Human chorionic gonadotropin (hCG) is a glycoprotein hormone which contains both N- and O-linked carbohydrate chains. It consists of two subunits, a and 8. The a-subunit contains two N-linked carbohydrate chains: a mono-antenna and a non-fucosylated bi-antenna. The $-subunit contains both (two) N and (four) O-linked carbohydrate structures. Both of the N-linked carbohydrate chainsare biantennary, one of which is fucosylated.

    Zettlmeißl, G.; Conradt, Harald S.; Nimtz, Manfred; Haigwood, N.; Paques, E. P.; 1) Behringwerke AG, Postfach 1140, 3550 Marburg, F.R.G. 2) GBF mbH, Mascheroder Weg 1, 3300 Braunschweig, F.R.G. 3) Chiron Corporation, 456 Horton St. Emeryville, CA 94608, USA (GBF Gesellschaft für Biotechnologische Forschung mbH, Braunschweig, 1991)
    Comparative analysis of the carbohydrate structure of plasma antithrombin III and recombinant antithrombin III synthesized in Chinese Hamster Ovary cells revealed differences in the linkage of NeuAc, the presence of higher than biantennary structures and the presence of proximal fucose. Treatment of the carbohydrate part of antithrombin III from both sources with glycopeptidase F or sialidase had a strong negative effect on the serum half-life. In order to analyze the effects of elimination of individual carbohydrate side chains on the pharmacokinetic and functional properties of AT III the four N-linked glycosylation sites of the recombinant molecule were altered individually or in combination by site directed mutagenesis of Asn to Gln. All mutants showed a shorter serum half-life compared to natural antithrombin II]. However molecules modified at residues Asn 135, Asn 155 and Asn 192 showed higher heparin affinity and/or maximal stimulation at lower heparin concentrations. As in the case of antithrombin III the three N-glycosylation sites of tissue plasminogen activator mutated individually or in combination. Whereas the specific activities of single glycosylation mutants were unaltered, simultaneous mutation of two (Asn 117 and Asn 184) or three Asn residues to Gln resulted in molecules with 2-3 fold higher specific activities.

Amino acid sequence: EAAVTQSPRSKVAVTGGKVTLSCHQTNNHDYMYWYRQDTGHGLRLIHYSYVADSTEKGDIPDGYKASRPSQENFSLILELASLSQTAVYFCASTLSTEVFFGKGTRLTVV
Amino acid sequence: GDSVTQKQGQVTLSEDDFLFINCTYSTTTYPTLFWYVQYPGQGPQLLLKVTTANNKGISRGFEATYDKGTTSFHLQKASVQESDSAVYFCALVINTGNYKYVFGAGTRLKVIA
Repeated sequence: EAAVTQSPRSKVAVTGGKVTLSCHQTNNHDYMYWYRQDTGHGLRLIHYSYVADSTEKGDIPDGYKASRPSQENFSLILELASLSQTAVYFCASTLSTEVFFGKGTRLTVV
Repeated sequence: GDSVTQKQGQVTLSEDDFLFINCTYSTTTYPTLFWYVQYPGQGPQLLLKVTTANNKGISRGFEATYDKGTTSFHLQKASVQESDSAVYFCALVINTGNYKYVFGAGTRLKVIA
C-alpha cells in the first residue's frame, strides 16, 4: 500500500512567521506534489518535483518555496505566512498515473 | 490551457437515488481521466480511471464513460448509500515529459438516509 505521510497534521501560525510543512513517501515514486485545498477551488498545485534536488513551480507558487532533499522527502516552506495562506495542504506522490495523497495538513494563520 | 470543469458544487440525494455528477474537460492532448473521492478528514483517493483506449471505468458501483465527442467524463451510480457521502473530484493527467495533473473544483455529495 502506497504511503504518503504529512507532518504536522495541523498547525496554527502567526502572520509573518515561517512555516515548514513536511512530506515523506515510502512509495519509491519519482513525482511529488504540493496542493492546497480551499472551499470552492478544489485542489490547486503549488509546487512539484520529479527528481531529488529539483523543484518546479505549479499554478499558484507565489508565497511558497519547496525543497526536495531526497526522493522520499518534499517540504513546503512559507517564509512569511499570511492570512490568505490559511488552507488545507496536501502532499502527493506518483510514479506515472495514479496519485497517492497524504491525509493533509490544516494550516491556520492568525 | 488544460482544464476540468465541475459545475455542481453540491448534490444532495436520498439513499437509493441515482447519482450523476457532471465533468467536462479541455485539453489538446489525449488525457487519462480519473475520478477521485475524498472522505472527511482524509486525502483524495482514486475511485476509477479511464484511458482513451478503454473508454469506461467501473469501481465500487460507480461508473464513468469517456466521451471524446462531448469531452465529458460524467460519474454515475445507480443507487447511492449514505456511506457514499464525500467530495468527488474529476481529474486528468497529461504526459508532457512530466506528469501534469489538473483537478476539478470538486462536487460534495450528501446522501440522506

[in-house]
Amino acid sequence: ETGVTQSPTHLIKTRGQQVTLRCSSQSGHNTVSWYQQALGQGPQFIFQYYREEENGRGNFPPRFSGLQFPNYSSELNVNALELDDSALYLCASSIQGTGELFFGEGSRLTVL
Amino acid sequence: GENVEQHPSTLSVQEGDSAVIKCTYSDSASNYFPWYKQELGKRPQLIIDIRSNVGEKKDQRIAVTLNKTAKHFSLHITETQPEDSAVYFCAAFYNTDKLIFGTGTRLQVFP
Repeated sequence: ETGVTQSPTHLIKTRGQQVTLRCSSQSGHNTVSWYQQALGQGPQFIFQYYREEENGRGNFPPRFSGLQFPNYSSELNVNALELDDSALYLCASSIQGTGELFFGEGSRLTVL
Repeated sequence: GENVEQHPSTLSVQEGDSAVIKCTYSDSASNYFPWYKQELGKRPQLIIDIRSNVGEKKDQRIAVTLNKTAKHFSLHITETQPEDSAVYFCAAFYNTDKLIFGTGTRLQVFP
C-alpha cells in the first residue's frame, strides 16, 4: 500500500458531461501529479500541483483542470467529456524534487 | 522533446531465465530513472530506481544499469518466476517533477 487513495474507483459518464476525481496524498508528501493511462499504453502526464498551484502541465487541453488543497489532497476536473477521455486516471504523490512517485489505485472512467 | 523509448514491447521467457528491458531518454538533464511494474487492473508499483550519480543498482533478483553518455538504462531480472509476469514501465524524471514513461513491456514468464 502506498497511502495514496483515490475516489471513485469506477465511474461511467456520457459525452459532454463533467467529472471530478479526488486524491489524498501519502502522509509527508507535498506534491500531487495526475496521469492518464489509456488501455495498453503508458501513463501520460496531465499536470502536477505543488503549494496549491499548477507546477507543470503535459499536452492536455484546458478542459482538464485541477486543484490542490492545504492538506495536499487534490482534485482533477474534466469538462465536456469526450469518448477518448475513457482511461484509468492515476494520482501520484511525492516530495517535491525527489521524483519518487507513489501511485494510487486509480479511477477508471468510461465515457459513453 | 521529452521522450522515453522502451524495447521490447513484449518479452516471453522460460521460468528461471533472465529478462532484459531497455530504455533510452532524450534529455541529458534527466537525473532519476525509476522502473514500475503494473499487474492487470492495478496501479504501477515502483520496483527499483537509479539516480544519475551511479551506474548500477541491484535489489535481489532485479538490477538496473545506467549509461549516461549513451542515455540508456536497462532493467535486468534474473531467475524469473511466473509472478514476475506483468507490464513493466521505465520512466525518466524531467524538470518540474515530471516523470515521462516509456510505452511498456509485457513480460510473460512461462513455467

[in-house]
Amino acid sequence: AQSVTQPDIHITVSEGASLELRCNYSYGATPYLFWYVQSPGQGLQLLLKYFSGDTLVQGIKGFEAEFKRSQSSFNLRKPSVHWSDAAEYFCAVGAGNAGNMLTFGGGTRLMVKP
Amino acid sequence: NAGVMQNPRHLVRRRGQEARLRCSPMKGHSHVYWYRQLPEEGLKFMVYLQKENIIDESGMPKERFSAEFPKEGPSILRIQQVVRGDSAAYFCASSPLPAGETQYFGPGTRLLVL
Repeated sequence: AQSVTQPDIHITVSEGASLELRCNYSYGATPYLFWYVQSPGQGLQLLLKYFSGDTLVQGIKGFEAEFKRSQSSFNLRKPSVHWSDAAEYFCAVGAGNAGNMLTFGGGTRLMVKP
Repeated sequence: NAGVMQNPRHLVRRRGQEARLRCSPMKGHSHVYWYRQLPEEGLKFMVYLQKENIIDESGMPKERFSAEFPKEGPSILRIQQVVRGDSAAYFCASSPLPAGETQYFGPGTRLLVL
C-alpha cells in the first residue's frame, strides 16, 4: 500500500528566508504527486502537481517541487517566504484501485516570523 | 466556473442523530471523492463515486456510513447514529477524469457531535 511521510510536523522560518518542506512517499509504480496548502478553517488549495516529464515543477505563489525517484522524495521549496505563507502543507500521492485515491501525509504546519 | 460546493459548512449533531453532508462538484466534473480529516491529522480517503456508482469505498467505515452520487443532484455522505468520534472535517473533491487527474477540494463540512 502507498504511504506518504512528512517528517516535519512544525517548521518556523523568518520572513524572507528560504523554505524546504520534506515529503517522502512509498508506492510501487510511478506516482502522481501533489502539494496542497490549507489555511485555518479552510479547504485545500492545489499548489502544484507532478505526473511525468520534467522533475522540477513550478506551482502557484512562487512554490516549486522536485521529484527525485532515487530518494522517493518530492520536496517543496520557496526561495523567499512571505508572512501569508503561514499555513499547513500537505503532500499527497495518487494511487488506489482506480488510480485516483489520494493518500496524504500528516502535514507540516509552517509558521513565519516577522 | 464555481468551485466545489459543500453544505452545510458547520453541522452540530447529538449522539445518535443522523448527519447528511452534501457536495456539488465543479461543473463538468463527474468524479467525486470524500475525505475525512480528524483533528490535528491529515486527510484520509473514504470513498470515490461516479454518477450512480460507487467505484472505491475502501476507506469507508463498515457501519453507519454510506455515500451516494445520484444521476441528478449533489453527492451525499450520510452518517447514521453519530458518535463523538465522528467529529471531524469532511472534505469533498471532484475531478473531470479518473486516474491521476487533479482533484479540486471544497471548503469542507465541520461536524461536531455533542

Parekh, R. B.; Oxford GlycoSystems Limited, Unit 4 Hitching Court, Blacklands Way, Abingdon, Oxon. OX14 1RG (GBF Gesellschaft für Biotechnologische Forschung mbH, Braunschweig, 1991)
    It is being increasingly recognised that many polypeptides of therapeutic interest, which in their native form are glycoproteins, need to be glycosylated in order to be of benefit in vivo..A consideration of polypeptide glycosylation therefore becomes relevant throughoutthe development and production of recombinant glycoproteins, principally for the following reasons. First, cell lines differ in their glycosylation characteristics, and the same polypeptide expressed in two different cell lines will generally be glycosylated differently. As a consequence, a recombinant glycoprotein is usually glycosylated differently to the native form, and such 'non-physiological' glycosylation can have profoundeffects on functional activity, physicochemical properties, and pharmacokinetic behaviour in vivo . A limited set of oligosaccharide determinants has been identified, the members of which influence the pharmacokinetic and immunogenic properties of a glycoprotein. It can therefore prove valuable to screen anycell line chosen for the production of a recombinant polypeptide, for expression of such determinants. Second, to ensurethat any changes in culture method (for example, during scale-up) are not associated with alterations in glycosylation, and that batch-to-batch uniformity is maintained during production,it is necessary to follow the glycosylation pattern of the secreted protein. Third, individual glycoformsof a polypeptide can differ with respect to functional properties. Identification of an improved product may, in some cases, involve nothing morethan isolation of a particular glycosylation variant. These and other aspects of the glycosylation of recombinant glycoproteins are discussed ir this paper.